BANGOR — The University of Maine System announced plans Monday to consolidate all administrative functions as part of its effort to close a budget gap, but will keep all seven campuses and their presidents.

“Maine can no longer afford the system we have now. Maine cannot afford a system weighed down by far too much administration,” Chancellor James Page told the board of trustees, which met Monday in Bangor.

It was too early to know how much money would be saved or how many administrative positions would be eliminated under the change, Page said.

The system also plans to retool academic offerings to reduce overlap and save money as part of its latest initiative in an overhaul plan to close a projected $69 million systemwide deficit by 2019.

Also Monday, the trustees voted to divest about a half-million dollars from coal investments, making UMaine the first public university system in the country to divest from fossil fuels, system officials said. They also announced that finalists have been identified for the presidency of the University of Southern Maine.

As part of the reorganization, the system’s central office in Bangor will close, and the various systemwide administrative units will be located at whichever campus makes the most sense, Page said. Purchasing, for example, is located on the Augusta campus.

“This will dramatically reduce all administrative functions into a single administrative structure appropriate to its mission and size,” Page said, noting that the entire seven-campus system, with about 30,000 students, is the size of a single public university in other states.

The system already consolidated information technology and purchasing functions into single, systemwide units in the past two years, and the trustees approved consolidating human resources functions last fall. The last major department to consolidate will be finance, officials say.

In the academic overhaul, each campus will be charged with focusing coursework around its distinct mission so the UMaine schools will be seen as a single system with a portfolio of offerings instead of seven competing universities offering similar courses.

“We will be a fully integrated university with multiple mission-differentiated campuses,” Page said. “This is a pretty substantial restructuring of how we do business.”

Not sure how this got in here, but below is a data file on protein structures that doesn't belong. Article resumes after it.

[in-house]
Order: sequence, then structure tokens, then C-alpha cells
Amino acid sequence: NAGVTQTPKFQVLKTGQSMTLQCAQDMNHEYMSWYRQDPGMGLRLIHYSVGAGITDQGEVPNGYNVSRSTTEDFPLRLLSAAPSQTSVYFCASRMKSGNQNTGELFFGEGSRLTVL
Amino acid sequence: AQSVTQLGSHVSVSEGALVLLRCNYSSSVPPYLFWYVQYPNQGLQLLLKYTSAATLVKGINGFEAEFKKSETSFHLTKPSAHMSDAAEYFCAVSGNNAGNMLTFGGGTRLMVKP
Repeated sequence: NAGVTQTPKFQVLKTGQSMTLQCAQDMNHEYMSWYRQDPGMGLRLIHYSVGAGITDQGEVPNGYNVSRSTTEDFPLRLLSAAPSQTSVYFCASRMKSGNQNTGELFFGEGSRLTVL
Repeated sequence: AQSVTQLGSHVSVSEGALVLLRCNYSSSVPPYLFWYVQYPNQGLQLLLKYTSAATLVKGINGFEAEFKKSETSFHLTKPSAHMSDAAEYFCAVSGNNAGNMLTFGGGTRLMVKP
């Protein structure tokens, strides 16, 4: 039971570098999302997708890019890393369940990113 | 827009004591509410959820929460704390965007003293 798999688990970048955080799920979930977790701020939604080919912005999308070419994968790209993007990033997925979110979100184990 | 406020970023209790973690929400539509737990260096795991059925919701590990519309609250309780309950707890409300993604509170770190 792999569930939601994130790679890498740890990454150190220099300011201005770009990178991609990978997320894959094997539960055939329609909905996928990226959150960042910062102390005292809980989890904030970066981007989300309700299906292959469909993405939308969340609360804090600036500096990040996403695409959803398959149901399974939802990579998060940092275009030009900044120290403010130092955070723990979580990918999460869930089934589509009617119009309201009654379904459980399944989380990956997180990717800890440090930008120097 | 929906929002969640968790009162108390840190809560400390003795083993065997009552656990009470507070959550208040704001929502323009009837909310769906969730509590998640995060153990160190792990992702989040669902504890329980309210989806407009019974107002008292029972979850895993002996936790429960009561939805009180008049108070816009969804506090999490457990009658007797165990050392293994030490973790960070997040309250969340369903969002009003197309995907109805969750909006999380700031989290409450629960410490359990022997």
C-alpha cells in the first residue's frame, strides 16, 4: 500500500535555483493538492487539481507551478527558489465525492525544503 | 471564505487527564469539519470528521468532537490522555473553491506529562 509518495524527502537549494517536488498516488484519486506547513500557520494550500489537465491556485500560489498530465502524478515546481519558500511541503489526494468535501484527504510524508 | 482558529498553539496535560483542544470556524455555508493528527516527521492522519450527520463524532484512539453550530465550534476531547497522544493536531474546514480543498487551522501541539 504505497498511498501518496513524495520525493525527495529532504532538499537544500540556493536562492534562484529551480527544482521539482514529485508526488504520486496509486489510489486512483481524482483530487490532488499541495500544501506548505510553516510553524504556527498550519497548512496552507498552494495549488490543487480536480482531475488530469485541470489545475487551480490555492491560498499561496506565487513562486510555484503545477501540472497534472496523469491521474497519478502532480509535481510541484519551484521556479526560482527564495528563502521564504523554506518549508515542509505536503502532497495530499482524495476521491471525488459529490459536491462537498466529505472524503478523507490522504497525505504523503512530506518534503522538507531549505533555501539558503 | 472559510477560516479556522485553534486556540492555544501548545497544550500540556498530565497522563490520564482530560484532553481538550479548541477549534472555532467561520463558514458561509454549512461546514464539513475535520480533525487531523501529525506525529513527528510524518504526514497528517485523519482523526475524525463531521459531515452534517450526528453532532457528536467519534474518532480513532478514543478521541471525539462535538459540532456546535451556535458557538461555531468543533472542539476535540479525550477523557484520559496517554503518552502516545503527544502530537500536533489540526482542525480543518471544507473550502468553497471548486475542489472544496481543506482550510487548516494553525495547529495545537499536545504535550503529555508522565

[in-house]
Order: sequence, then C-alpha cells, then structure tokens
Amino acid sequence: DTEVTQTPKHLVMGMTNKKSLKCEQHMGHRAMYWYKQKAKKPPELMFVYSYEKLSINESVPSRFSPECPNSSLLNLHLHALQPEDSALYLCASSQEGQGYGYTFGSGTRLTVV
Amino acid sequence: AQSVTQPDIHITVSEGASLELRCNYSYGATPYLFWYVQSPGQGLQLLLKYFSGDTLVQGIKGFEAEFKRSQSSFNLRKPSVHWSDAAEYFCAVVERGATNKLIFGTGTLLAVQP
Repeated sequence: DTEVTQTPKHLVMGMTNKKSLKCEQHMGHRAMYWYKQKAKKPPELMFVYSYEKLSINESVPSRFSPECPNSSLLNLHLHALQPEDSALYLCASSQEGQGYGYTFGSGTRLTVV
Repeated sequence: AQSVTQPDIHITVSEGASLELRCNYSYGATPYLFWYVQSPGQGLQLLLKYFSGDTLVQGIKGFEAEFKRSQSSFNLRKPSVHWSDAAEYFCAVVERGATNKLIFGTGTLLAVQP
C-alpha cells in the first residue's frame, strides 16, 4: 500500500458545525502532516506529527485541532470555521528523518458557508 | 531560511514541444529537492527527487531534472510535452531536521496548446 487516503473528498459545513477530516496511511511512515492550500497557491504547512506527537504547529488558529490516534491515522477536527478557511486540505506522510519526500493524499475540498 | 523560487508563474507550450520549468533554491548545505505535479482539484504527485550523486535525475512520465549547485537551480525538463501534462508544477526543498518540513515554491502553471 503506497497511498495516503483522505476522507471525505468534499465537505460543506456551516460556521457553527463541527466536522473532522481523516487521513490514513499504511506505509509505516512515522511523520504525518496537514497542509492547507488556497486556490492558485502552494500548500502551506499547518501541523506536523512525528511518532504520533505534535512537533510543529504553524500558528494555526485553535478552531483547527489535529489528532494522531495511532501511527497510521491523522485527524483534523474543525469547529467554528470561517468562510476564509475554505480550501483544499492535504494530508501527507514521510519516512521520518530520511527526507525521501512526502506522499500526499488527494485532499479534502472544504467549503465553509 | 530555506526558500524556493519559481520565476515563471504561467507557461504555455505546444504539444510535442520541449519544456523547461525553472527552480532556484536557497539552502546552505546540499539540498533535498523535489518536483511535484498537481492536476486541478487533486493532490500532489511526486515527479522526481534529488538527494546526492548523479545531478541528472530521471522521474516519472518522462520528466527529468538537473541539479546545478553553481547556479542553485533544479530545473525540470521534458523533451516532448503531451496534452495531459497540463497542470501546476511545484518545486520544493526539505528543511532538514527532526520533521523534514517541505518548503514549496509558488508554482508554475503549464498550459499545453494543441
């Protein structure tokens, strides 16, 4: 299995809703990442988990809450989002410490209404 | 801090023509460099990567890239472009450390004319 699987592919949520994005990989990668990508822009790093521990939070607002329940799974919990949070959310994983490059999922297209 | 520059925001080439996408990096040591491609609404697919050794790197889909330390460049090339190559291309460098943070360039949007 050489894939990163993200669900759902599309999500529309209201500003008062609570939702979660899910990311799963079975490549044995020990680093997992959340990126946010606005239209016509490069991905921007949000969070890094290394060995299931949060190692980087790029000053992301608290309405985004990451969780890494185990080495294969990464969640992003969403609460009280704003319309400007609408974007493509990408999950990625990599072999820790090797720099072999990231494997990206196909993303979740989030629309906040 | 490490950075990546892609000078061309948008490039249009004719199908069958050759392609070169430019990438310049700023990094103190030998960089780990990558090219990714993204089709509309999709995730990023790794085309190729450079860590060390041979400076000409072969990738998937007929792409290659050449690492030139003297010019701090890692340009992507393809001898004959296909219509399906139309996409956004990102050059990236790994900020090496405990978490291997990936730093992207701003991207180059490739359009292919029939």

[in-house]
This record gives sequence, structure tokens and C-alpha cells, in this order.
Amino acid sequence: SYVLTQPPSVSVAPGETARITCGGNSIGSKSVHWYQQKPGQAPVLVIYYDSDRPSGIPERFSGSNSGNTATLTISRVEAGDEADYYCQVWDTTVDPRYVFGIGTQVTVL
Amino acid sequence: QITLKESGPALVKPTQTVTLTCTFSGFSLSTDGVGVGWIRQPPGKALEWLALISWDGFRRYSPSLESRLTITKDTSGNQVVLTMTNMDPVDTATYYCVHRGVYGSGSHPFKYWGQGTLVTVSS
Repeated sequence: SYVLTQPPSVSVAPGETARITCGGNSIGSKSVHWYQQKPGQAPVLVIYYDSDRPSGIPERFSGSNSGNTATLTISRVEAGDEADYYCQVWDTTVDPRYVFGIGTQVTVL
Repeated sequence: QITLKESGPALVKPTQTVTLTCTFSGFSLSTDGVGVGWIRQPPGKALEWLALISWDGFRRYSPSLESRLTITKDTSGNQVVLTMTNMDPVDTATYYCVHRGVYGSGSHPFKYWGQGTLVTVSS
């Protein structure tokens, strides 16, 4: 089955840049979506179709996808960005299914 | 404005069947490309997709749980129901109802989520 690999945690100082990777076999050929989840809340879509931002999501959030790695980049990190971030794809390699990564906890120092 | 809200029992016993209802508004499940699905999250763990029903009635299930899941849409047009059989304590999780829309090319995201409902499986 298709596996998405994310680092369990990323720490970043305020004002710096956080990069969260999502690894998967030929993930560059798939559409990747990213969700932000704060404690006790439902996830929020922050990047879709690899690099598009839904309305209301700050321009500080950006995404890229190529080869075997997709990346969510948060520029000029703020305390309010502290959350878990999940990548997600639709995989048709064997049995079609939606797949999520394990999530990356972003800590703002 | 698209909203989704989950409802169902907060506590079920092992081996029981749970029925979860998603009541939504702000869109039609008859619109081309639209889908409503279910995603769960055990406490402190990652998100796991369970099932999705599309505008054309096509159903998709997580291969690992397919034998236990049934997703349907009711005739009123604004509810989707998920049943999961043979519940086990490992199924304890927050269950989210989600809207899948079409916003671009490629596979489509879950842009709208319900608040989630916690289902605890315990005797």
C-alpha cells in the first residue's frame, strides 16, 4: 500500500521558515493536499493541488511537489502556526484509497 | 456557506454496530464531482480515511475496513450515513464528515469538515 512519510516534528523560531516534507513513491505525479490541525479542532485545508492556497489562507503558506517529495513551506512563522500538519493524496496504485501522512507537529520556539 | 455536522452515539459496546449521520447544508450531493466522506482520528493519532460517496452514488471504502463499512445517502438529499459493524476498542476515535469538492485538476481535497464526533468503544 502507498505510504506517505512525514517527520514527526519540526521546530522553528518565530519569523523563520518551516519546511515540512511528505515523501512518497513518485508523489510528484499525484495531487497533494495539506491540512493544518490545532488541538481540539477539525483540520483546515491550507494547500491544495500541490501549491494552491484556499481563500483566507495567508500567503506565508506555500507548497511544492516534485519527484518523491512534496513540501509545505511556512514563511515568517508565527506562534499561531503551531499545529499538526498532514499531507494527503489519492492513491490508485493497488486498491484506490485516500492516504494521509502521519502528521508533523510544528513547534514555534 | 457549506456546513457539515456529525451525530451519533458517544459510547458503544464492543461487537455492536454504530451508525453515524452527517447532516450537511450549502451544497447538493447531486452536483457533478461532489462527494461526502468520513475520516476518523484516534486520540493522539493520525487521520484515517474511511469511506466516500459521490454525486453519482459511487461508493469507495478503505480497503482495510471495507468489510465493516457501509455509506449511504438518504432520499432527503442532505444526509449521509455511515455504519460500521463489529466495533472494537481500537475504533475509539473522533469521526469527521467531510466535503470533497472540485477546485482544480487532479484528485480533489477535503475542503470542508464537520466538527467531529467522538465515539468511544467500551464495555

FUNCTIONS MERGE, PRESIDENTS STAY

The plan comes as the system grapples with a budget crisis dating to the recession that has been fueled by declining enrollments, flat state funding and a three-year tuition freeze.

In the most recent budget approved in May, officials cut 157 positions and used $11.4 million in emergency funds to close a $36 million deficit in the system’s $529 million budget for the year.

The consolidation so far, in IT and procurement, saves the system $5 million a year, said Rebecca Wyke, system vice president of finance and administration. Consolidating human resources functions is estimated to save $1.4 million within four years, she said.

There is no estimate yet for the potential savings in consolidating the finance functions.

Closing one or more campuses and eliminating campus presidents have been considered in the past, and Page said it was discussed again last year before being rejected.

“We believe strongly that the various campuses play an essential mission in the state in terms of education, in terms of economic development and as the civic centers for their regions,” he said. “The statewide mandate we have as a system would be severely compromised if we were to pull back.”

NO MORE DIRECT COAL HOLDINGS

Critics have questioned the need for full administrative functions for the smaller campuses in particular. UMaine-Machias has 516 students and Presque Isle has 779.

But the last formal attempt to close campuses, in 2004 under then-Chancellor Joseph Westphal, was soundly rejected by local communities and lawmakers. That plan would have folded UMaine-Augusta into the University of Southern Maine, and merged the three smallest campuses under a single administration.

Wyke said the system also intends to consolidate several other administrative units spread out among the seven campuses, including marketing, enrollment and institutional research.

In other business:

n The names of the finalists for the USM presidency will be announced as early as Tuesday, officials said. There were 80 applicants, and eight candidates already have gone through in-person interviews, according to trustee Jim Irwin, who is heading the search committee.

n The trustees’ vote to divest direct holdings from coal companies amounts to $502,000, or about 30 percent of the system’s roughly $1.7 million in coal investments. The policy adopted Monday, tailored after one adopted by Stanford University, divests the system from direct holdings, but not mutual or commingled funds.

“This is an incredible victory,” student organizer Meaghan LaSala, one of the leaders of the Divest UMaine coalition, said after the vote. “I’m ecstatic.”

LaSala and others said they hoped the trustees would continue to divest from other fossil fuel investments. “We see this as just a first step,” she said.

Iris SanGiovanni, a student organizer with Divest UMaine, noted that in 1982, the system was one of the first in the country to divest from South Africa over apartheid. Divesting from coal, she said, “puts us on the right side of history.”

The board also voted to expand in-state tuition to all dependents of veterans from any state, in a move to comply with recent federal law.